If you want to utilize natural nootropics, this is what you need to know.

What Are Natural Nootropics?


Nootropics are compounds found in nature that help improve cognizance and memory retention.

Natural nootropics are much safer than synthetic forms because, in their purest version, they don’t produce side effects. If you are interested in incorporating them into your diet, look for high-quality nootropic herbs that are standardized or that feature certain trademarks or labels (like GMP) which promote trustworthy manufacturing practices. Also look for Nootropics without artificial ingredients or common allergens. Here are some naturally-occurring nootropics found in nature:

Green Tea and L-Theanine


Green tea is a natural source of L-theanine - a common and powerful nootropic that helps increase attention performance, improving sleep, boosting reaction time, and promoting relaxation. It could also be therapeutic for patients who suffer from high anxiety. These benefits are linked to L-theanine’s neuroprotective effects, meaning it can restore and regenerate nerve cells to help with proper neurotransmitter connections.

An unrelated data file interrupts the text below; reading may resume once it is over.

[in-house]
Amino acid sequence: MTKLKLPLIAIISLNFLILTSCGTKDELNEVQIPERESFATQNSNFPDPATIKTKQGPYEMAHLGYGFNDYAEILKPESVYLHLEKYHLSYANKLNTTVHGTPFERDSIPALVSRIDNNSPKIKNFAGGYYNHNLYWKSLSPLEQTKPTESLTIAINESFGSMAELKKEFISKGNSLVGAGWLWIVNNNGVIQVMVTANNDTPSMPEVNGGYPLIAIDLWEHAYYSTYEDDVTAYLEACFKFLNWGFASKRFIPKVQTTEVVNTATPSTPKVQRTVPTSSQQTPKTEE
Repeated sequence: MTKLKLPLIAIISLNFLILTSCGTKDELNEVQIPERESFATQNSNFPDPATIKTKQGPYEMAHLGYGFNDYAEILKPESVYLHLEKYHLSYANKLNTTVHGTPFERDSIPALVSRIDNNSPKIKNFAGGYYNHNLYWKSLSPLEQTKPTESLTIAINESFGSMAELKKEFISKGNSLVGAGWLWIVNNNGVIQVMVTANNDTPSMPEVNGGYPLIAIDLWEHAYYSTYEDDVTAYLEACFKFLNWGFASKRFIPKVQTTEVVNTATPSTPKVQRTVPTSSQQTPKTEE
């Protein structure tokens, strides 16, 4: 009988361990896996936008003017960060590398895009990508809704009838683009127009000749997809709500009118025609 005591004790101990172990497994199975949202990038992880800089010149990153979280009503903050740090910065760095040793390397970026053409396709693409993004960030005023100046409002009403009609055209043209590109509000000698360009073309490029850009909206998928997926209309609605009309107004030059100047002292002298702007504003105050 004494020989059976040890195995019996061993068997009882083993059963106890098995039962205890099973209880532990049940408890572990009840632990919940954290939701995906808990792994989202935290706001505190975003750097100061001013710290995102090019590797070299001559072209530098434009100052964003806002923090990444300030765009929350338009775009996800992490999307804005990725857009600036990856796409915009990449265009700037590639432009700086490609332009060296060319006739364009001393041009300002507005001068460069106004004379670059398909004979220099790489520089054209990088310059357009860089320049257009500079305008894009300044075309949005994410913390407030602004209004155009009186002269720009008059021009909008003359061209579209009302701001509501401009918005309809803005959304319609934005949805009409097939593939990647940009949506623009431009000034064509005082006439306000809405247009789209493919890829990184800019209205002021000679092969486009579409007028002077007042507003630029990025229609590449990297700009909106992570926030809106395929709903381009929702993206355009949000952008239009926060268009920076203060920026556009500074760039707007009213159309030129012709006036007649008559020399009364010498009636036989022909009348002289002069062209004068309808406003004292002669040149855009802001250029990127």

Bacopa Monnieri


Brahmi, or Bacopa monnieri, is a fundamental herb in Ayurvedic medicine that flourishes in wet, tropical environments and can survive well under water. Like many other natural nootropics, this powerful herb is known to support mental performance while reducing stress. Another perk of Bacopa Monnieri is that it contains adaptogens, which fight off the free radicals linked to heart disease, diabetes, and cancer.

Ginseng


Ginseng is one of the most popular adaptogenic roots available. Stemming from traditional chinese medicine, it’s a long, light brown root with green leaves and a bitter flavor. The two most popular varieties are American (Panax quinquefolius) and Asian (Panax ginseng) - both of which have a positive effect on the immune system as well as neuro activity. Ginseng can help reduce blood sugar levels and increase concentration while helping with menopause, cancer, blood pressure, and heart disease.